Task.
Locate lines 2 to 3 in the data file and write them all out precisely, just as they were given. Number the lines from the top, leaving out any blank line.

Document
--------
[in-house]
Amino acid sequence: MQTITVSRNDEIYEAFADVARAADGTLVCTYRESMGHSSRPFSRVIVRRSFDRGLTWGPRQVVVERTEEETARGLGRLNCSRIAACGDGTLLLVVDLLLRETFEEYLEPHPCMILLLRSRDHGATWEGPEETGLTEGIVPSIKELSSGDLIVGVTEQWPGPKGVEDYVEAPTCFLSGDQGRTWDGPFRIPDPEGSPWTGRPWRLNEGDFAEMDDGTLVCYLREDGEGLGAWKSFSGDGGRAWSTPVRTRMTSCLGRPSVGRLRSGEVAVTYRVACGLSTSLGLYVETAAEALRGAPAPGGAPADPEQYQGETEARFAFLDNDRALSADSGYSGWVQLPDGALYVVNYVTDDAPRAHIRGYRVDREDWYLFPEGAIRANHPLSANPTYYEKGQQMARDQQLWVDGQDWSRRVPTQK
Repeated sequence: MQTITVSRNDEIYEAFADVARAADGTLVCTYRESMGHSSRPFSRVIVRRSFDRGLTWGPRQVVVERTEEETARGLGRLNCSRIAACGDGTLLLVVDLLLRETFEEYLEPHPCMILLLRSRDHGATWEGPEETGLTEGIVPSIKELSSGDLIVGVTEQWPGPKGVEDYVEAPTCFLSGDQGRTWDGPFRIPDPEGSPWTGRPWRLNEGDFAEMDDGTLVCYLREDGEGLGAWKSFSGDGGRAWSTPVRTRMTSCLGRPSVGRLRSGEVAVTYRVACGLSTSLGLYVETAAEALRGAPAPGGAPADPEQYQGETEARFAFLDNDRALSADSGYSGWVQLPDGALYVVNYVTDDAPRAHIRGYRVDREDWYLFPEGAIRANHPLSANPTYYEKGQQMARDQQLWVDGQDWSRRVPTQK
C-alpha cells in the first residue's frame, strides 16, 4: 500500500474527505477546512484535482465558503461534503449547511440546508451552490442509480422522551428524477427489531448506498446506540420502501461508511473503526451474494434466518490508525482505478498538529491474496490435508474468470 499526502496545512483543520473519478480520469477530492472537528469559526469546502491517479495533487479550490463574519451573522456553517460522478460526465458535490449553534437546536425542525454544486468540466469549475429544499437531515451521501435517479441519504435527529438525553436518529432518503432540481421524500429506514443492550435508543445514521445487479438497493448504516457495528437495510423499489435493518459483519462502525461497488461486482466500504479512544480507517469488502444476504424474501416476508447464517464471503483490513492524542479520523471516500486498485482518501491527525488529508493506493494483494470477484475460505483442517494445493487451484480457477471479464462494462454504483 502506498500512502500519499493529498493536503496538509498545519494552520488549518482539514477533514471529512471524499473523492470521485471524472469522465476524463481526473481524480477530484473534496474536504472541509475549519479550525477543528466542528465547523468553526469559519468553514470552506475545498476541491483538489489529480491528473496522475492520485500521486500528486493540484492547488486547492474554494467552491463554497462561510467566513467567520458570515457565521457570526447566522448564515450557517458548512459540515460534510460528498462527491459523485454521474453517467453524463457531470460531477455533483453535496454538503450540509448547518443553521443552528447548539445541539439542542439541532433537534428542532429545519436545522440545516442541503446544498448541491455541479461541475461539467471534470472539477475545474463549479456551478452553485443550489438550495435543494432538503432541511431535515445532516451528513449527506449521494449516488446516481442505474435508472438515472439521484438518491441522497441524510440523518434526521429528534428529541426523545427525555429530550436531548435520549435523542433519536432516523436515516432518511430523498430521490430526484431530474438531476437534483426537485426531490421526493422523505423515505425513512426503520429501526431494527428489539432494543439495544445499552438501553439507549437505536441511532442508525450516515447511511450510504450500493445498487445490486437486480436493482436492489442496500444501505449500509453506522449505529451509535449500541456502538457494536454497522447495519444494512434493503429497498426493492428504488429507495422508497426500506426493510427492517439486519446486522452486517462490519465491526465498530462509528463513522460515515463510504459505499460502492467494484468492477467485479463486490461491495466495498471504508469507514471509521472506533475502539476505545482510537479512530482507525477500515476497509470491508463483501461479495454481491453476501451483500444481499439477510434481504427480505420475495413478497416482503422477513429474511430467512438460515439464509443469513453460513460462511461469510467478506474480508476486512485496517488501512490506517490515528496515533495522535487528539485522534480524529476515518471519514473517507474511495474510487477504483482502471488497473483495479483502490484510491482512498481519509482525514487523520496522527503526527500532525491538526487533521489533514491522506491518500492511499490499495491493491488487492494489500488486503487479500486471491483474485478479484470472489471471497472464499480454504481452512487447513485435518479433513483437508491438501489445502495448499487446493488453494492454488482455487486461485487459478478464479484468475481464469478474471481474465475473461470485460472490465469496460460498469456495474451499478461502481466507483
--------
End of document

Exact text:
Amino acid sequence: MQTITVSRNDEIYEAFADVARAADGTLVCTYRESMGHSSRPFSRVIVRRSFDRGLTWGPRQVVVERTEEETARGLGRLNCSRIAACGDGTLLLVVDLLLRETFEEYLEPHPCMILLLRSRDHGATWEGPEETGLTEGIVPSIKELSSGDLIVGVTEQWPGPKGVEDYVEAPTCFLSGDQGRTWDGPFRIPDPEGSPWTGRPWRLNEGDFAEMDDGTLVCYLREDGEGLGAWKSFSGDGGRAWSTPVRTRMTSCLGRPSVGRLRSGEVAVTYRVACGLSTSLGLYVETAAEALRGAPAPGGAPADPEQYQGETEARFAFLDNDRALSADSGYSGWVQLPDGALYVVNYVTDDAPRAHIRGYRVDREDWYLFPEGAIRANHPLSANPTYYEKGQQMARDQQLWVDGQDWSRRVPTQK
Repeated sequence: MQTITVSRNDEIYEAFADVARAADGTLVCTYRESMGHSSRPFSRVIVRRSFDRGLTWGPRQVVVERTEEETARGLGRLNCSRIAACGDGTLLLVVDLLLRETFEEYLEPHPCMILLLRSRDHGATWEGPEETGLTEGIVPSIKELSSGDLIVGVTEQWPGPKGVEDYVEAPTCFLSGDQGRTWDGPFRIPDPEGSPWTGRPWRLNEGDFAEMDDGTLVCYLREDGEGLGAWKSFSGDGGRAWSTPVRTRMTSCLGRPSVGRLRSGEVAVTYRVACGLSTSLGLYVETAAEALRGAPAPGGAPADPEQYQGETEARFAFLDNDRALSADSGYSGWVQLPDGALYVVNYVTDDAPRAHIRGYRVDREDWYLFPEGAIRANHPLSANPTYYEKGQQMARDQQLWVDGQDWSRRVPTQK